Everything's Coming Up Roses
When Kim Meacham’s daughter, Paige, got engaged, the matter of flowers was a non-issue.
Kim owns The Paper Daisy Flower Boutique in the Short North, so it was only natural for her to serve as the florist for her oldest daughter’s wedding.
“That was the easiest part,” says Paige Murphy, who married Matthew Murphy at Jorgensen Farms on Sept. 28, 2018. “I remember right when I got engaged, I was like, ‘All right, so what are the flowers going to look like?’ ”
“She told me that she fully trusted whatever I wanted to do,” Kim adds. “She was a pretty easy bride.” In a similar vein, Paige trusted her mother with an additional task: booking the venue. In fact, Kim booked Jorgensen Farms for her daughter before she or Matthew had even toured the space.
“I had seen it an article before,” Paige says, adding that her mom vouched for the venue’s aesthetic as well, having seen it as a vendor. “So I said, ‘Sounds great. Let’s just book it.’ I left it up to my mom because she’s done so many weddings, and she knew what she liked. … I love her taste. We have very similar tastes.”
While that kind of blind trust for such a major wedding-day element might stress some brides out, Paige and Matthew are no strangers to taking leaps of faith. The high school sweethearts both had study abroad experiences during college, and together they made the spontaneous decision to move to Seattle, Washington, after college—without first lining up jobs. (That, too, has since worked out; Paige is a fashion designer at Nordstrom, and Matthew works an environmental consulting firm.)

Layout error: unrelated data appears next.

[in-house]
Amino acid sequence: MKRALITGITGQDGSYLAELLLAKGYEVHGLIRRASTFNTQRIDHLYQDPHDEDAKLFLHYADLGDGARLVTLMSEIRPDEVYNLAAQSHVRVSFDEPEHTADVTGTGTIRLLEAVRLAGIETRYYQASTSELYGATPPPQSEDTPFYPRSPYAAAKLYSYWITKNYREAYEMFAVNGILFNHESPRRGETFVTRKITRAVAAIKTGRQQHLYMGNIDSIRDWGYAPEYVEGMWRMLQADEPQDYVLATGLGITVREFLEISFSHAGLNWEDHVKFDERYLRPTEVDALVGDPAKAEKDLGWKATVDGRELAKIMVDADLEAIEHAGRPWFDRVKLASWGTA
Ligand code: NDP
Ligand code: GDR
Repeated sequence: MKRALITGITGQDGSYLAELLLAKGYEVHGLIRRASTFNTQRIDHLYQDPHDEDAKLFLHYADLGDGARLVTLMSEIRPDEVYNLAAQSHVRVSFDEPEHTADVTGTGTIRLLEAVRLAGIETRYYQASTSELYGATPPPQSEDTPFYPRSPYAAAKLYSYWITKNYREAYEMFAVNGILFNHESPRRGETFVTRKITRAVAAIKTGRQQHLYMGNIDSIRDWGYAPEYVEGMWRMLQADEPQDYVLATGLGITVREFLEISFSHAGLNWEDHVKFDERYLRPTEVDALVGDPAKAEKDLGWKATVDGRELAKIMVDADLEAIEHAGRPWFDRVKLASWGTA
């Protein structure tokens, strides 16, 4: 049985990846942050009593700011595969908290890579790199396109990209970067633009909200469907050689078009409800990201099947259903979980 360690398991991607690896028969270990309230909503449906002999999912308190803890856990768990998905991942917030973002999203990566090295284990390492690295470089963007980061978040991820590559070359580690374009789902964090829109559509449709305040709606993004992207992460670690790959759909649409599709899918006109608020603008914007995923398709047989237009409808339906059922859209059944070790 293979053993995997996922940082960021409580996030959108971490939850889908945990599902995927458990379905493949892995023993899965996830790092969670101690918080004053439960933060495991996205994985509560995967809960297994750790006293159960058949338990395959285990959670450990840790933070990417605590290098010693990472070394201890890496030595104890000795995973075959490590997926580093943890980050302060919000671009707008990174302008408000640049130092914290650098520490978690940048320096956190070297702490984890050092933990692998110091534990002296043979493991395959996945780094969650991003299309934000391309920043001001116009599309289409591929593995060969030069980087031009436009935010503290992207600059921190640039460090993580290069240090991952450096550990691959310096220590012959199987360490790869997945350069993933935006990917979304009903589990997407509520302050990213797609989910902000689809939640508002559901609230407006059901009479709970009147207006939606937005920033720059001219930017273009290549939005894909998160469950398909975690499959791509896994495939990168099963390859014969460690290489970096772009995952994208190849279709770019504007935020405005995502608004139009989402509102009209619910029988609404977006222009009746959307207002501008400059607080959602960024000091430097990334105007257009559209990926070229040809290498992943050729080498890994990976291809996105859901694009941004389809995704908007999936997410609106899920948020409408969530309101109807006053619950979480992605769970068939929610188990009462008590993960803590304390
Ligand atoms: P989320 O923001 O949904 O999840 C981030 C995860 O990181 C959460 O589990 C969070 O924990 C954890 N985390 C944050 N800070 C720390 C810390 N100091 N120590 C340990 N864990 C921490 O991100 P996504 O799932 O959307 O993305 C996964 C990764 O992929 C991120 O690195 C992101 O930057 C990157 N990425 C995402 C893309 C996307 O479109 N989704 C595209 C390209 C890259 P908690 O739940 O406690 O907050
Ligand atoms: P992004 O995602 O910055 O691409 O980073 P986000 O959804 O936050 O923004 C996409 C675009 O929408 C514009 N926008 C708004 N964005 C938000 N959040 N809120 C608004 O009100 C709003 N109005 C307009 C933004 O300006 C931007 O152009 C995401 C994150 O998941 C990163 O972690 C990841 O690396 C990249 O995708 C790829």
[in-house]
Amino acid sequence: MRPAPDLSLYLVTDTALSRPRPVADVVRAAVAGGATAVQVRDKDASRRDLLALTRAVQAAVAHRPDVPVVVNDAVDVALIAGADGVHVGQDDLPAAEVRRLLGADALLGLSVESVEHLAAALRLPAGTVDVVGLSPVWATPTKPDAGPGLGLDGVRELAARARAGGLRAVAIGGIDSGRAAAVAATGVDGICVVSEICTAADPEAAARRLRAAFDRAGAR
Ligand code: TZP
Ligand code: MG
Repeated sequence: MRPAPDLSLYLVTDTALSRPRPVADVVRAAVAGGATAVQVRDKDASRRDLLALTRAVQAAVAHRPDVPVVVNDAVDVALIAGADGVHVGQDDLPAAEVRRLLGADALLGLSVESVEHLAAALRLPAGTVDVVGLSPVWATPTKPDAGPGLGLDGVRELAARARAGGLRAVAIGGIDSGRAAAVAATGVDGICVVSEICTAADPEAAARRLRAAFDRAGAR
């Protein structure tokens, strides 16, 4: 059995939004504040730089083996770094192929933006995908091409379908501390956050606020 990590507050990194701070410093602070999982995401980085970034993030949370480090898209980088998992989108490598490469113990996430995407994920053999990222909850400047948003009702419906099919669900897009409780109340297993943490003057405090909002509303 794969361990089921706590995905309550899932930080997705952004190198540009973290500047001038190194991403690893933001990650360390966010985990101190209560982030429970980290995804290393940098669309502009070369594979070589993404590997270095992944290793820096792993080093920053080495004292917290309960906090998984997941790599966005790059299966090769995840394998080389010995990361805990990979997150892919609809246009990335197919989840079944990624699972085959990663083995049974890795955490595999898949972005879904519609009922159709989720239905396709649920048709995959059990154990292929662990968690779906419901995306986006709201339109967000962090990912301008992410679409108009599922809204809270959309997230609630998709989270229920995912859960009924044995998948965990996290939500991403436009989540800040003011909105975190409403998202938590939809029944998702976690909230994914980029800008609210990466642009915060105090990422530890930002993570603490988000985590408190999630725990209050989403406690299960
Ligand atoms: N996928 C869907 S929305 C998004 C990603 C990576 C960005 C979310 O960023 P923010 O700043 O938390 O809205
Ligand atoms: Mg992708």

“I just trusted her completely,” Paige says. “It was almost a relief … I felt like the best thing in my situation, because my mom knows so much, was to just let go. This is her element; this is what she does.”
Matthew, too, was “always on board” with Kim taking over the floral design, Paige says. “Matthew really cared about the whole wedding; he wanted to be a part of it, which was great because Matthew has a really amazing eye too,” she adds. “My mom and I would be talking about the flowers and he’d be like, ‘Oh wait, let’s throw some more pink in there.’ And I would say, ‘Oh yeah! Let’s throw some pink in there!’ So it was really fun to collaborate.”
For Kim, the hardest part of creating her daughter’s floral elements wasn’t in the design itself—it was in making sure she was present on the day of the wedding. “The flowers were so important to me,” Kim says, “But I knew that I needed to be 100 percent there for her, so I made sure I had a really good team.” Her staff, plus an additional florist friend and a day-of wedding planner, all were on hand to allow Kim to sit back and watch her vision unfold.
“They’re amazing,” Paige says of that team. “The things they do—I’m blown away.”
“It was totally perfect,” Kim adds. “I wish all weddings were as easy as my daughter’s.”